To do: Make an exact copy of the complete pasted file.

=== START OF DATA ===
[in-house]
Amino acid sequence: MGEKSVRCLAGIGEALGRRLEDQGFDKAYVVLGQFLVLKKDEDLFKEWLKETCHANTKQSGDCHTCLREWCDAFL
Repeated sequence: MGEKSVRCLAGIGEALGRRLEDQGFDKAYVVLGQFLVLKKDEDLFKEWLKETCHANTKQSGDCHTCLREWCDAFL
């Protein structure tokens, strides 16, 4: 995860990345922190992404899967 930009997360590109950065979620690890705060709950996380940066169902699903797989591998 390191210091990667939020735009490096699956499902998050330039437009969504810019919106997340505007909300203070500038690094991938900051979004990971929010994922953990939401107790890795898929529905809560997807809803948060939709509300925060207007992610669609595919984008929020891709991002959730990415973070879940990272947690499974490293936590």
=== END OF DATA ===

[in-house]
Amino acid sequence: MGEKSVRCLAGIGEALGRRLEDQGFDKAYVVLGQFLVLKKDEDLFKEWLKETCHANTKQSGDCHTCLREWCDAFL
Repeated sequence: MGEKSVRCLAGIGEALGRRLEDQGFDKAYVVLGQFLVLKKDEDLFKEWLKETCHANTKQSGDCHTCLREWCDAFL
């Protein structure tokens, strides 16, 4: 995860990345922190992404899967 930009997360590109950065979620690890705060709950996380940066169902699903797989591998 390191210091990667939020735009490096699956499902998050330039437009969504810019919106997340505007909300203070500038690094991938900051979004990971929010994922953990939401107790890795898929529905809560997807809803948060939709509300925060207007992610669609595919984008929020891709991002959730990415973070879940990272947690499974490293936590």